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Acts 2:1-21New American Bible (Revised Edition) (NABRE)

Chapter 2

The Coming of the Spirit. [a]When the time for Pentecost was fulfilled, they were all in one place together. And suddenly there came from the sky a noise like a strong driving wind,[b] and it filled the entire house in which they were. Then there appeared to them tongues as of fire,[c] which parted and came to rest on each one of them. And they were all filled with the holy Spirit and began to speak in different tongues,[d] as the Spirit enabled them to proclaim.

Now there were devout Jews from every nation under heaven staying in Jerusalem. At this sound, they gathered in a large crowd, but they were confused because each one heard them speaking in his own language. They were astounded, and in amazement they asked, “Are not all these people who are speaking Galileans? Then how does each of us hear them in his own native language? We are Parthians, Medes, and Elamites, inhabitants of Mesopotamia, Judea and Cappadocia, Pontus and Asia, 10 Phrygia and Pamphylia, Egypt and the districts of Libya near Cyrene, as well as travelers from Rome, 11 both Jews and converts to Judaism, Cretans and Arabs, yet we hear them speaking in our own tongues of the mighty acts of God.” 12 They were all astounded and bewildered, and said to one another, “What does this mean?” 13 But others said, scoffing, “They have had too much new wine.”

II. The Mission in Jerusalem

Peter’s Speech at Pentecost. 14 [e]Then Peter stood up with the Eleven, raised his voice, and proclaimed to them, “You who are Jews, indeed all of you staying in Jerusalem. Let this be known to you, and listen to my words. 15 These people are not drunk, as you suppose, for it is only nine o’clock in the morning. 16 No, this is what was spoken through the prophet Joel:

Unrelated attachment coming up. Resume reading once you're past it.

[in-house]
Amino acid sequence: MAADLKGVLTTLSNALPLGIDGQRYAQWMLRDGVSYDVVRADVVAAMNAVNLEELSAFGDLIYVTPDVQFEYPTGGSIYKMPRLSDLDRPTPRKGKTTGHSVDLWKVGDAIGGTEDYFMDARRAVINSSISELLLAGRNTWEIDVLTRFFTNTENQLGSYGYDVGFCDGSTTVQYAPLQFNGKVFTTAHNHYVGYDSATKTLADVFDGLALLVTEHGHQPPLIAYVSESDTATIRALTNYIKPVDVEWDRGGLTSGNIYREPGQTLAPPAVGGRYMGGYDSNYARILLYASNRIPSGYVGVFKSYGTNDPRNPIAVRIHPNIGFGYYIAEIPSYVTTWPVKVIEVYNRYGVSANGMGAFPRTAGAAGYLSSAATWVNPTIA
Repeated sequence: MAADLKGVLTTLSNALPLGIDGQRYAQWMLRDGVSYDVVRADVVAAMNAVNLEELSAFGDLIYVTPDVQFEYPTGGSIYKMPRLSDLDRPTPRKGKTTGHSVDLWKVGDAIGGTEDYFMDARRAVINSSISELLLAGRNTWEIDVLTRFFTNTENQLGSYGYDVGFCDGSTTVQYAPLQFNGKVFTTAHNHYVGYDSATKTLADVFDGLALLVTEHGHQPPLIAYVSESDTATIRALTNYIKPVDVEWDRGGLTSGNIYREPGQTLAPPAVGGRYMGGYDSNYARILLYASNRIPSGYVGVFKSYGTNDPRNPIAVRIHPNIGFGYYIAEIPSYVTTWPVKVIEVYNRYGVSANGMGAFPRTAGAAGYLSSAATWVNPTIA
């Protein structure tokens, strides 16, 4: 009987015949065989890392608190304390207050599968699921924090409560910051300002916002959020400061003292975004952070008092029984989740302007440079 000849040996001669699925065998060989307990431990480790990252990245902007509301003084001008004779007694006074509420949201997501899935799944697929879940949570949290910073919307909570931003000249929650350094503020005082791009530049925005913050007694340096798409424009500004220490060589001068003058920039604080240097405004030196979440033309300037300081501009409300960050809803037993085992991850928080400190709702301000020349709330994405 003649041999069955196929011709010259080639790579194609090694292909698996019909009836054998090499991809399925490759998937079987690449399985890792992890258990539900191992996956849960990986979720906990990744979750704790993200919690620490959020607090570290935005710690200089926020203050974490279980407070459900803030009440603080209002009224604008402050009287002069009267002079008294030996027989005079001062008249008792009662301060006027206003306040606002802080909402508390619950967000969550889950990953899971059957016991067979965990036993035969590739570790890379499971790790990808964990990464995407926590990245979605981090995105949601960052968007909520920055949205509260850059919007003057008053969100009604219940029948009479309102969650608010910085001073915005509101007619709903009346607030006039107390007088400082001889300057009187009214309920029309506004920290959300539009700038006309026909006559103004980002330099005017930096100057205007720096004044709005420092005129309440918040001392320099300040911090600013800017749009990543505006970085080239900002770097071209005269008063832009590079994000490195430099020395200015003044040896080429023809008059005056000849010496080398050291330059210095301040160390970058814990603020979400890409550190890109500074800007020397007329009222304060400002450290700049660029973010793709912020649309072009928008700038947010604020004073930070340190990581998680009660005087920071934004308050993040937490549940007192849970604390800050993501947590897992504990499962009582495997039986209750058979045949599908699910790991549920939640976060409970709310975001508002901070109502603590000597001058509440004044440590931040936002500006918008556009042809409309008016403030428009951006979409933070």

17 ‘It will come to pass in the last days,’ God says,
    ‘that I will pour out a portion of my spirit
    upon all flesh.
Your sons and your daughters shall prophesy,
    your young men shall see visions,
    your old men shall dream dreams.
18 Indeed, upon my servants and my handmaids
    I will pour out a portion of my spirit in those days,
        and they shall prophesy.
19 And I will work wonders in the heavens above
    and signs on the earth below:
        blood, fire, and a cloud of smoke.
20 The sun shall be turned to darkness,
    and the moon to blood,
        before the coming of the great and splendid day of the Lord,
21 and it shall be that everyone shall be saved who calls on the name of the Lord.’

Footnotes:

  1. 2:1–41 Luke’s pentecostal narrative consists of an introduction (Acts 2:1–13), a speech ascribed to Peter declaring the resurrection of Jesus and its messianic significance (Acts 2:14–36), and a favorable response from the audience (Acts 2:37–41). It is likely that the narrative telescopes events that took place over a period of time and on a less dramatic scale. The Twelve were not originally in a position to proclaim publicly the messianic office of Jesus without incurring immediate reprisal from those religious authorities in Jerusalem who had brought about Jesus’ death precisely to stem the rising tide in his favor.
  2. 2:2 There came from the sky a noise like a strong driving wind: wind and spirit are associated in Jn 3:8. The sound of a great rush of wind would herald a new action of God in the history of salvation.
  3. 2:3 Tongues as of fire: see Ex 19:18 where fire symbolizes the presence of God to initiate the covenant on Sinai. Here the holy Spirit acts upon the apostles, preparing them to proclaim the new covenant with its unique gift of the Spirit (Acts 2:38).
  4. 2:4 To speak in different tongues: ecstatic prayer in praise of God, interpreted in Acts 2:6, 11 as speaking in foreign languages, symbolizing the worldwide mission of the church.
  5. 2:14–36 The first of six discourses in Acts (along with Acts 3:12–26; 4:8–12; 5:29–32; 10:34–43; 13:16–41) dealing with the resurrection of Jesus and its messianic import. Five of these are attributed to Peter, the final one to Paul. Modern scholars term these discourses in Acts the “kerygma,” the Greek word for proclamation (cf. 1 Cor 15:11).
New American Bible (Revised Edition) (NABRE)

Scripture texts, prefaces, introductions, footnotes and cross references used in this work are taken from the New American Bible, revised edition © 2010, 1991, 1986, 1970 Confraternity of Christian Doctrine, Inc., Washington, DC All Rights Reserved. No part of this work may be reproduced or transmitted in any form or by any means, electronic or mechanical, including photocopying, recording, or by any information storage and retrieval system, without permission in writing from the copyright owner.

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